June 25, 2024
Pope Francis Appoints Father Scott Bullock as Bishop of Rapid City
WASHINGTON — Pope Francis has appointed Reverend Scott E. Bullock, as Bishop of Rapid City. Bishop-elect Bullock is a priest of the Archdiocese of Dubuque, and currently serves as pastor of Saint Edward Parish in Waterloo, Iowa. The appointment was publicized in Washington, D.C. on June 25, 2024, by Cardinal Christophe Pierre, apostolic nuncio to the United States.
 
The following biographical information for Bishop-elect Bullock was drawn from preliminary materials provided to the U.S. Conference of Catholic Bishops:
 
Father Bullock was born on October 26, 1963, in Royal Oak, Michigan. He graduated from the University of Delaware with a bachelor’s degree in engineering (1981) and a bachelor’s degree in industrial engineering from the General Motors Institute in Flint, Michigan (1985). He attended St. John’s University in Collegeville, Minnesota where he studied pre-theology, and attended the Pontifical North American College in Rome, where he earned a degree in sacred theology (1987-1991). He received a licentiate in canon law from The Catholic University of America in Washington, D.C. (1997), and a master’s degree in english from Southern New Hampshire University (2015). He was ordained to the priesthood on June 22, 1991, for the Archdiocese of Dubuque. 
 
Bishop-elect Bullock’s assignments after ordination include: associate pastor at Saint Matthew parish in Cedar Rapids (1991-1994); associate pastor at Saint Edward parish in Waterloo (1994-1996); faculty member at Columbus High School in Waterloo (1994-1996); judge for the Metropolitan Tribunal of the Archdiocese of Dubuque (1997-present); associate director of seminarians (1997-1998); sacramental priest for Saint Catherine parish (1997-2002); sacramental priest for Saint Donatus parish (1997-2002); director of seminarians (1998-2012); director of the recently ordained program (2001-2010); associate pastor of Saint Joseph parish in Bellevue (2002-2010); associate pastor of Saint Catherine parish in St. Catherine (2002-2010); associate pastor of Saint Donatus parish (2002-2010); rector of Saint Pius X Seminary in Dubuque (2003-2014); judicial vicar for the Archdiocese of Dubuque (2010-2020); pastor of the Church of the Nativity in Dubuque (2011-2014); pastoral coordinator of Cedar Valley Catholic Schools in Waterloo (2014-present). Since 2014, Bishop-elect Bullock has served as pastor of Saint Edward parish in Dubuque.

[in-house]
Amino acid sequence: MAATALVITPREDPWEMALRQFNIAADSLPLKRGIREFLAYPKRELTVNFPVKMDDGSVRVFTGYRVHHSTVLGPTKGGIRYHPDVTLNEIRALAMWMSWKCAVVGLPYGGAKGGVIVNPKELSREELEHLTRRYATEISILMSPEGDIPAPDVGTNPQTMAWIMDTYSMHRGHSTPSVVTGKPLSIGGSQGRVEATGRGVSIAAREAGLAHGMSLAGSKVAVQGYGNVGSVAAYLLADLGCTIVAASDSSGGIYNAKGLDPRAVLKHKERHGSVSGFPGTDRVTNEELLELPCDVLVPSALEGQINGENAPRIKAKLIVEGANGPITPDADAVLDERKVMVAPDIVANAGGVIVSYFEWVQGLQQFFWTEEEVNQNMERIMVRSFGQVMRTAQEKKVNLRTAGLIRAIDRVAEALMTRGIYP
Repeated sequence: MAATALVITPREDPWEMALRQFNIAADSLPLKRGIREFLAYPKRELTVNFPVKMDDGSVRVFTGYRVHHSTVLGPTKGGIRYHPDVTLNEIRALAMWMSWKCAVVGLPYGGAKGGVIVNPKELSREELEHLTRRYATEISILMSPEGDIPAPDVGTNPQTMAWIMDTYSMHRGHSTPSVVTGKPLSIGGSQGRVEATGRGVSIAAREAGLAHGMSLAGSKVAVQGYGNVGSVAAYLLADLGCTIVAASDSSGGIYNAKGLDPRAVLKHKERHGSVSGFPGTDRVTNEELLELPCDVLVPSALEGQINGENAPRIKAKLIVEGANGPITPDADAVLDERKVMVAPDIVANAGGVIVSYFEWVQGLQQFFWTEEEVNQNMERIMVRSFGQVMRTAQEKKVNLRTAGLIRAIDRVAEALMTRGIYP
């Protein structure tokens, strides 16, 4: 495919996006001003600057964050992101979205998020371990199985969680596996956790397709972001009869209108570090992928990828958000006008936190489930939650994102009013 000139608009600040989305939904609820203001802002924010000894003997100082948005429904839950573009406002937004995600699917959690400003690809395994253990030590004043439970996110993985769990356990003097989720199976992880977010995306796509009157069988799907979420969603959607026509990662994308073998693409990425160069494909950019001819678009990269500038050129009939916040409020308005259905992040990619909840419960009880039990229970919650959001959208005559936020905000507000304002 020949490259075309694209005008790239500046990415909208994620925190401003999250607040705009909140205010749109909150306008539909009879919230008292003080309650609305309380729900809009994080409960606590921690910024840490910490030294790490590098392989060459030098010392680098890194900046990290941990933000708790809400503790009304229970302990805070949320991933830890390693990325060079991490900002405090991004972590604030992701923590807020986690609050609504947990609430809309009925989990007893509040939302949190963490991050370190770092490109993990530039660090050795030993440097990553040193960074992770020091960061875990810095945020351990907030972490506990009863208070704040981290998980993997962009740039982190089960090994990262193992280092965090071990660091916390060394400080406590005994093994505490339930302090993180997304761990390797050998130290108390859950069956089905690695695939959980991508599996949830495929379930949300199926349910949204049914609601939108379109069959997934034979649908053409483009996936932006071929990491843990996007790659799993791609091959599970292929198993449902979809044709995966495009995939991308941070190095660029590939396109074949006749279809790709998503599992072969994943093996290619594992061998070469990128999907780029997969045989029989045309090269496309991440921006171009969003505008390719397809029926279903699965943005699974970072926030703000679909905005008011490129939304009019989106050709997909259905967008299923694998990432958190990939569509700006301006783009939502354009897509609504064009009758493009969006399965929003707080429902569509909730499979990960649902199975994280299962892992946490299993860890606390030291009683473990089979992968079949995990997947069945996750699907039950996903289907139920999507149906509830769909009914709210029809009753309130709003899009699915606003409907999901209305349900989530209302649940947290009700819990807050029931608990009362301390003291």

The Diocese of Rapid City is comprised of 43,000 square miles in the state of South Dakota and has a total population of 230,087 of which 23,668, are Catholic.
 
June 25, 2024
Pope Francis Appoints Father Dennis Walsh as Bishop of Davenport
WASHINGTON — Pope Francis has appointed Reverend Dennis G. Walsh, as Bishop of Davenport. Bishop-elect Walsh is a priest of the Diocese of Toledo, and currently serves as pastor of Saint John the Evangelist Church in Delphos, Ohio. The appointment was publicized in Washington, D.C. on June 25, 2024, by Cardinal Christophe Pierre, apostolic nuncio to the United States.
 
The following biographical information for Bishop-elect Walsh was drawn from preliminary materials provided to the U.S. Conference of Catholic Bishops:
 
Father Walsh was born on July 16, 1965, in Lima, Ohio. He graduated from Saint Alphonsus College in Connecticut, with a bachelor’s degree in philosophy and a master’s of divinity in theology from Washington Theological College in Washington, D.C. Bishop-elect Walsh entered the Congregation of the Most Holy Redeemer (C.S.s.R), a religious order, on May 9, 1992. He was ordained to the priesthood on May 27, 2000, and incardinated into the Diocese of Toledo on July 19, 2000.
 
Bishop-elect Walsh’s assignments while he was with the Redemptorist religious order includes: parochial vicar at Saint Michael parish in Baltimore, Maryland (1992-1994) and Immaculate Conception parish in Bronx, New York (1994-1998); and secretariat of finance for the Baltimore Redemptorist Province (1995). His parish assignments after incardination into the Diocese of Toledo includes: associate pastor at Saint Mary parish in Sandusky (1998-2002); pastor at Saint John parish in Defiance (2002-2007); and pastor of Saint Patrick of Heatherdowns parish in Toledo (2007-2015). He has served as pastor of Saint John the Evangelist Church in Delphos, and Saint John the Baptist parish in Landeck since 2015, and he has also served as pastor of Saint Patrick parish in Spencerville since 2016. Father Walsh’s ministry also includes serving as a member of the Catholic Foundation Board (2008-2011, 2017-2019); member of the Diocese of Toledo’s Priests’ Retirement Fund Board (2010-2022); member of the diocesan Presbyteral Council (2015-2022); dean of the Saint Junipero Serra Deanery (2015-2021); trustee of the Diocese of Toledo Health Benefits Trust (2016-2022); trustee of the Diocese of Toledo Property and Casualty Trust (2016-2022); member of the College of Consultors of the Diocese of Toledo (2006-2016, 2017-present); and a member of the Diocesan Catholic Investment Trust Committee (2019-present).
 
The Diocese of Davenport is comprised of 11,438 square miles in the state of Iowa and has a total population of 787,159 of which 85,437, are Catholic.

 

June 20, 2024
Bishop Burbidge Reflects on Anniversary of Dobbs Decision